My feeling is that King knows only one way to earn a living. He has played professional football since 1998 and, at 33, has got only a few more competitive years left in the sport. So far, he has shown few signs of a successful rehabilitation. But if there is a sliver of hope, it lies in football. The sport could still be his salvation. Forgive the pious tone: readers will know I am a practical man and I am still being practical. I don’t know what King would be doing now were it not for his ability to play football. I do have strong suspicions though. And I think anyone who is familiar with his life will share those suspicions.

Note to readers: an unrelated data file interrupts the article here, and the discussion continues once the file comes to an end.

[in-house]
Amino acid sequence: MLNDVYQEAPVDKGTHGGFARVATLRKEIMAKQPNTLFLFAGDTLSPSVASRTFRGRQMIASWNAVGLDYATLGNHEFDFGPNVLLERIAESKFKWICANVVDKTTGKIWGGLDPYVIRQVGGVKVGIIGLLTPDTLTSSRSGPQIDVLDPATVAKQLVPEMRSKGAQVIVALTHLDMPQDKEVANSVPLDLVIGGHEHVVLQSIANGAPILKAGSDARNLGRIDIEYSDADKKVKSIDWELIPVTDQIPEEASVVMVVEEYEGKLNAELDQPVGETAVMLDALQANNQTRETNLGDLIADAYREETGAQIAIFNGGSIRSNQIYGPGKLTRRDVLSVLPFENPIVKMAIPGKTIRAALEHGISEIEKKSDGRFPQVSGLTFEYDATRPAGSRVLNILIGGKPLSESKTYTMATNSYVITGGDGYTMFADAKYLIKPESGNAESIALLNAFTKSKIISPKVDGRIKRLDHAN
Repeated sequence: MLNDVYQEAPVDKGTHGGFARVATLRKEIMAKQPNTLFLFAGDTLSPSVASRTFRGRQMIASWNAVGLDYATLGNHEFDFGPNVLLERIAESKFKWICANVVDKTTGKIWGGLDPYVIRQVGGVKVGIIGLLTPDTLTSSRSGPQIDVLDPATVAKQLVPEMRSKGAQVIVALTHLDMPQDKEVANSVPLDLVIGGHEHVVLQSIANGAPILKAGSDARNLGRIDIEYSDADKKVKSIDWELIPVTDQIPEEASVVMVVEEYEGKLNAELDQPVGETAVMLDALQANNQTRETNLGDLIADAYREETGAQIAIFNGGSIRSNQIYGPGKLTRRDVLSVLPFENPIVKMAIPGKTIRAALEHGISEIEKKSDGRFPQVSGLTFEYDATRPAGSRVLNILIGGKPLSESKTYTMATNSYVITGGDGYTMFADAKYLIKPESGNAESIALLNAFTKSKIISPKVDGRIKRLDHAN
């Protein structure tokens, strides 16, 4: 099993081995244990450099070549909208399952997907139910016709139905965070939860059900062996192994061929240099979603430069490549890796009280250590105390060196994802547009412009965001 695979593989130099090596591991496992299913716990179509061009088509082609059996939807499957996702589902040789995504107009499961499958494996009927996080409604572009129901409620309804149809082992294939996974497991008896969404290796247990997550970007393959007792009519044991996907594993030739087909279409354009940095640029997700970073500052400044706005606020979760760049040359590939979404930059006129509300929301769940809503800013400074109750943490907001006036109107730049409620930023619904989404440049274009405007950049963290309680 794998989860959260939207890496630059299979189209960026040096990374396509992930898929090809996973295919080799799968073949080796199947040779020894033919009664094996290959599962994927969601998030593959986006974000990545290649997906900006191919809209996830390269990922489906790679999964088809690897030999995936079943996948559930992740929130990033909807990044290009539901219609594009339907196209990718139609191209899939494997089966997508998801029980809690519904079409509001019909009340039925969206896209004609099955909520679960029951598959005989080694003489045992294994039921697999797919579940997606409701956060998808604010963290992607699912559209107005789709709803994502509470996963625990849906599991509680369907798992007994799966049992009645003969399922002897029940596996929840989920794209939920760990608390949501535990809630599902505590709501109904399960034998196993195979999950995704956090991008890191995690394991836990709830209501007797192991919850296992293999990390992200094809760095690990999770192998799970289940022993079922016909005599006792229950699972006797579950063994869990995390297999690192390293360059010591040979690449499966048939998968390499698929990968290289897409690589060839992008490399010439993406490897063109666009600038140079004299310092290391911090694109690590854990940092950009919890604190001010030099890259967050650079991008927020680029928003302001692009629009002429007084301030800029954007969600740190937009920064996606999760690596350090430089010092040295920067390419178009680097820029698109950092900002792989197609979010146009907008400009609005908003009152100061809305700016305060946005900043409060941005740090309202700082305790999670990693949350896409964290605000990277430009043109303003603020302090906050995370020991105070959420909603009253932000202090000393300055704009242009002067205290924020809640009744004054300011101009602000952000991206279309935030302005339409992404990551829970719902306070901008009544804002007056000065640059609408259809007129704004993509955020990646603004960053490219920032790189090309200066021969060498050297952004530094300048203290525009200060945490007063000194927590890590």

He’s certainly no role model, but nor is any footballer no matter how virtuous they may seem. King is just plying his trade in an industry that does not demand impeccable moral qualities, or spiritual uprightness: footballers are not high-minded, right-thinking, incorruptible, scrupulous, guiltless, respectable people; they just play football. But that argument can save for another time. My point here is simple: if, as a nation, we have decided that justice is important, we should pay attention to one of its central precepts: fairness of treatment. King has served his sentence and should be allowed to resume his professional life as best he can. Football may yet to be his method of rehabilitation. Readers might reply, “don’t hold your breath,” but I am certain this is a better option than the alternative. Ex-offenders are stigmatized in the sense that they’re labelled as worthy of disgrace or social disapproval and find it difficult to re-integrate back into society. That alone accounts for the return of many to prison: they just can’t find work or any kind of acceptance. It’s difficult to shrug a bad reputation, even if it’s unjustified. We have an expression for this, of course: give a dog a bad name and hang him. King is fortunate enough to be granted a chance to redeem himself. He may not take that chance. But I for one prefer a world in which a chances are offered and spurned to one in which they are not offered at all.